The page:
A marathon week of earnings from Wall Street’s biggest names is all but over, and what have investors learned?
One big takeaway is that investors have gotten largely what they needed from U.S. results coming in ahead of expectations, says Michael Treherne, portfolio manager at Johannesburg-based Vestact Asset Management.
“These numbers also show just how cheap the market was just before Christmas. The numbers showed us that there is still money to be made by global companies,” added Treherne, in an email.
Another tell for this week? Tech stocks are on fire, thanks to well-received results from Twitter, Microsoft and Facebook. And that brings us to our call of the day, from Bank of America Merrill Lynch, which is telling clients that “the only thing to stop a Nasdaq melt-up is U.S. dollar melt-up.”
A melt-up refers to an unusual market occurrence in which assets are driven up sharply by investors who rush in to buy, based on fear of missing out (FOMO) rather than any genuine fundamentals. Often, all that buying is followed by a sharp selloff, also known as a meltdown,
The fact that tech stocks have led the bulk of this year’s rebound for Wall Street — the Nasdaq is up about 22% so far in 2019, versus a 16% rise for the S&P — has been a worry for some.
In its weekly Flow Show, which tracks money moving in and out of global markets, strategists at Bank of America say the dollar would have to get much stronger before it starts causing problems for earnings by tech companies (As they note, 59% of U.S. tech sales coming from overseas). For example, the euro would have to drop to $1.00 — $1.05 (from a current $1.1144).
Thank BlackRock’s widely followed chief Larry Fink, for stoking the “melt-up” debate after he warned a week ago that the market was risking that phenomenon if investors sitting on a pile on uninvested cash go rushing into the market. Not everyone agrees with that assessment.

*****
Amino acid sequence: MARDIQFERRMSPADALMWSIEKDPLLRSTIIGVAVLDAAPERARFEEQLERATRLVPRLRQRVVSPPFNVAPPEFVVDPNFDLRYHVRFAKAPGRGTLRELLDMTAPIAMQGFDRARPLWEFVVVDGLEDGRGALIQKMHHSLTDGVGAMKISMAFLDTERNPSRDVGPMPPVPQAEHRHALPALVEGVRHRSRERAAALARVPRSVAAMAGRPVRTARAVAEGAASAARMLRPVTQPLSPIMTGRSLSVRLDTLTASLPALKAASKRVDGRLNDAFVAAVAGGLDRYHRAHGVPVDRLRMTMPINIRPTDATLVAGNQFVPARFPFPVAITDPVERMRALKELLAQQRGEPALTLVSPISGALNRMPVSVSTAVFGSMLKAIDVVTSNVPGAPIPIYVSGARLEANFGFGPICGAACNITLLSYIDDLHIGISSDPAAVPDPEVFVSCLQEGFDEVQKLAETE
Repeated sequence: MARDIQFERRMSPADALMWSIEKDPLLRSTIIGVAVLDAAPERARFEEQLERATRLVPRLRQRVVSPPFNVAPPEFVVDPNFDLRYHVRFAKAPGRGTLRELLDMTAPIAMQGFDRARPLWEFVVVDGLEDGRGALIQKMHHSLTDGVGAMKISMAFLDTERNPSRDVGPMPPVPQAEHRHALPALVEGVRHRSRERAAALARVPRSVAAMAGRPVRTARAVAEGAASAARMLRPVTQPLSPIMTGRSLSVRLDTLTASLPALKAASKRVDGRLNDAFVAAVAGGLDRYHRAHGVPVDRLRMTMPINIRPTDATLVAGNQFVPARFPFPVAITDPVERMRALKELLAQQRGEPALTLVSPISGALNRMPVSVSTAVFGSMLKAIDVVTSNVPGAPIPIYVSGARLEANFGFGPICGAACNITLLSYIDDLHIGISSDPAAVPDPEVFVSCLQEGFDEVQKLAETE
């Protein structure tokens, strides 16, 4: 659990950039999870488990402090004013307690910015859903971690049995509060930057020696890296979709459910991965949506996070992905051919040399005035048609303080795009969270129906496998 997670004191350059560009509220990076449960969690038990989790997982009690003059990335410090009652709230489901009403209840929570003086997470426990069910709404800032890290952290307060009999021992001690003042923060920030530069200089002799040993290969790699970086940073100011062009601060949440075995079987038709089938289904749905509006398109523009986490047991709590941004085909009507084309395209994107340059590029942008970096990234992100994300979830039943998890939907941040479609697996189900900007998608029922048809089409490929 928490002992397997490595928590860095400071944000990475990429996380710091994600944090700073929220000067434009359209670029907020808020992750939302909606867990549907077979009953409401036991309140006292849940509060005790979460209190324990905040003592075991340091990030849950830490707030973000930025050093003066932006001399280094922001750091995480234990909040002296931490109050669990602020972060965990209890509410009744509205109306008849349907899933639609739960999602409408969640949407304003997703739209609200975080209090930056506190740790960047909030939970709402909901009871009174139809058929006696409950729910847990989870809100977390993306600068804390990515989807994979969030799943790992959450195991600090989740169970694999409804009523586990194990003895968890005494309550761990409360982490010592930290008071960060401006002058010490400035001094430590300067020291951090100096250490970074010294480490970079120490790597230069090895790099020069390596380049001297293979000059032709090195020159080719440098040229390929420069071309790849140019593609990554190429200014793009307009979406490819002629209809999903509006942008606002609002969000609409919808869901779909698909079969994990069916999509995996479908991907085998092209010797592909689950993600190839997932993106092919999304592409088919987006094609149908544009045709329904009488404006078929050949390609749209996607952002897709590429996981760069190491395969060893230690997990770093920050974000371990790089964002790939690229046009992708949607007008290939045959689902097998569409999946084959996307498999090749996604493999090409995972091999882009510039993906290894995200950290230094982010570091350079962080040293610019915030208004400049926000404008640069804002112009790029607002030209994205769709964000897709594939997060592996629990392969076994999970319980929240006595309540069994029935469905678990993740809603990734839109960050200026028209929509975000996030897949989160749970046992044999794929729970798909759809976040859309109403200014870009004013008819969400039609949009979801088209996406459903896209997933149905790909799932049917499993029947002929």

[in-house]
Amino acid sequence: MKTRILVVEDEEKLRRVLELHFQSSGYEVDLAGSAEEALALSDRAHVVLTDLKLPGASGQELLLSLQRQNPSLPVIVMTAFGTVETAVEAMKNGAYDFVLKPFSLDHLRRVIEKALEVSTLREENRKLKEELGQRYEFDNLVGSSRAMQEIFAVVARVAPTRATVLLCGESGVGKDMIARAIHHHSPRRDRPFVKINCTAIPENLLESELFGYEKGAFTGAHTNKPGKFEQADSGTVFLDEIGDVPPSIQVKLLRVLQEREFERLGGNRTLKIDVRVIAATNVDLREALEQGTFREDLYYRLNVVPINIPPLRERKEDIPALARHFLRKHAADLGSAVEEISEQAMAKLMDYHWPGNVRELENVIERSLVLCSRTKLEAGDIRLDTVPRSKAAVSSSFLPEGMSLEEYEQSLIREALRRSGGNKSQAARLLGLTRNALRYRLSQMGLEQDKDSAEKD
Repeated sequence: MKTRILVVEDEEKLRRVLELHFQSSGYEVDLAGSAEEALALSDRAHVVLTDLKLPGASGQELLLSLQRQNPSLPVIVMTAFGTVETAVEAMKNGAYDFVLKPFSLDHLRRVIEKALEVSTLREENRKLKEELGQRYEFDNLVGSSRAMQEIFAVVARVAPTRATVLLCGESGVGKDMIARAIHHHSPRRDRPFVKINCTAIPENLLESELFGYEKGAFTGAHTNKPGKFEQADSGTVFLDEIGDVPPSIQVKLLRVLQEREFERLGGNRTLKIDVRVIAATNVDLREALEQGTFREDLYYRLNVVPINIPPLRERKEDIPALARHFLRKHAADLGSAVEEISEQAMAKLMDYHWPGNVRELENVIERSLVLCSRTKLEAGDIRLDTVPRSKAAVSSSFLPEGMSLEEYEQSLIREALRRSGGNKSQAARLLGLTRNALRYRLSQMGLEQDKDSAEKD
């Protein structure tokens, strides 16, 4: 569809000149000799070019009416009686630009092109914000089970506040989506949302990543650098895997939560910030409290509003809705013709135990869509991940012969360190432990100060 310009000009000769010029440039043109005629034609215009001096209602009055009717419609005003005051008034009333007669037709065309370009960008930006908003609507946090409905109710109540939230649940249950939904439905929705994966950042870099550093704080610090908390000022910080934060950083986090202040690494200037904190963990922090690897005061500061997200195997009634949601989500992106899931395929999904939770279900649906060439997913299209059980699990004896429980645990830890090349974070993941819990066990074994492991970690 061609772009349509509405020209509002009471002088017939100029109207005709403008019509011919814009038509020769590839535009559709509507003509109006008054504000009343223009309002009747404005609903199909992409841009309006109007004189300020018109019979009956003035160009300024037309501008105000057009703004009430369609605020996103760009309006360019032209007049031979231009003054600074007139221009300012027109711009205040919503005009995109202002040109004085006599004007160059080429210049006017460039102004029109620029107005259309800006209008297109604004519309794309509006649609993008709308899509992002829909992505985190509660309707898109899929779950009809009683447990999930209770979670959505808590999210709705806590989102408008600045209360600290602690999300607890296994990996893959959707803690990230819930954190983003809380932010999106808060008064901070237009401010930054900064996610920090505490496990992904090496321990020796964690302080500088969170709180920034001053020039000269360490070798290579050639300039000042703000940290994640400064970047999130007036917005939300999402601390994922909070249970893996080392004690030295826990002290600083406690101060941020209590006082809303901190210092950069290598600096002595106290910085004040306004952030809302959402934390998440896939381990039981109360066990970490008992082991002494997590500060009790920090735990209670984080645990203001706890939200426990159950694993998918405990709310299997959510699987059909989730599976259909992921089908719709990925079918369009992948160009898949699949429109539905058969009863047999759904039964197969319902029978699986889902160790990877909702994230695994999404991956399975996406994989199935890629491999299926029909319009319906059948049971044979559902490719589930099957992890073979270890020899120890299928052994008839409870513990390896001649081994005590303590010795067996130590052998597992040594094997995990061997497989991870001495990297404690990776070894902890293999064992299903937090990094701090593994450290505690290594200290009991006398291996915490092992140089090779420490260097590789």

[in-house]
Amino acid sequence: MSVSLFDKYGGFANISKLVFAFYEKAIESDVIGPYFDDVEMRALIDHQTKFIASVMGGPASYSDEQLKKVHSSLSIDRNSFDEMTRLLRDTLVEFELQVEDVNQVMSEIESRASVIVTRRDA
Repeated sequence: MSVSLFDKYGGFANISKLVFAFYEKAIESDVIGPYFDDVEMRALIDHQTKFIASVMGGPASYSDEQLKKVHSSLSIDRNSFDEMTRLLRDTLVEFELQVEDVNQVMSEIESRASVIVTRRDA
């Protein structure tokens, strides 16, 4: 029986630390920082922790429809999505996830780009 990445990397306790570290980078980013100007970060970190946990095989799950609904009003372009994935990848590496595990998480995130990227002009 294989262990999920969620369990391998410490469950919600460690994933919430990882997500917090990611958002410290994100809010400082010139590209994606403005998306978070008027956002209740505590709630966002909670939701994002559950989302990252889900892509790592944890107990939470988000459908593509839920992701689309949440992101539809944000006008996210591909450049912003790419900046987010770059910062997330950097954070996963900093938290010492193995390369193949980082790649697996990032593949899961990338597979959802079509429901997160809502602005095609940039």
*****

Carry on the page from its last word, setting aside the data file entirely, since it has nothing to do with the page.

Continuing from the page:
Bank of America data did show investors enthusiastically buying tech stocks in the latest week, rotating into the sector to the tune of $1.3 billion, while they backed out of real estate, financials and energy stocks.
The bank remains bullish on the stock market overall, pouring cold water on the old “sell in May and go away” mantra, which dictates that investors should avoid what can often be a less rewarding period for stocks between May and October, by divesting away from those holdings and jumping back into the market in November.
First-quarter GDP revealed stronger-than-expected growth of 3.2%. The University of Michigan consumer sentiment index is due later.
, S&P 500
futures are mixed, with little or no reaction to data. On Thursday, the Dow
lost 134 points, though the action was milder for the S&P 500
The Shanghai Composite
has just logged its worst weekly return of 2019, making for our chart of the day.
The big China index finished down 5.6% amid concerns the government might slow the pace of economic easing. The index hasn’t seen a weekly loss that deep since October 2018, when it fell over 7%, according to FactSet Research.
On the trade front, the Trump administration may reportedly be ready to broker a deal with China that would mean less protection for U.S. pharmaceutical products.
Uber said Friday that it will price its coming IPO between $44 and $50 a share, potentially raising up to $9 billion.
Conglomerate Berkshire Hathaway
could buy back up to $100 billion of its stock over time, says CEO Warren Buffett.
U.K. banks, Lloyds
Halifax and Bank of Scotland
will pay back millions to customers after an interest-payment foul-up. It was also a big reporting day for European banks, with Deutsche Bank
cutting its revenue target, a day after ditching merger plans with Commerzbank
. Royal Bank of Scotland
warned over Brexit uncertainty.
NFL draft day had a few surprises up its sleeve. Grumbling ensued.
North Korea’s Kim Jong Un says U.S. acted in “bad faith” at Vietnam summit earlier this year
Fans who got a first look at “Avengers Endgame” do not seem unhappy
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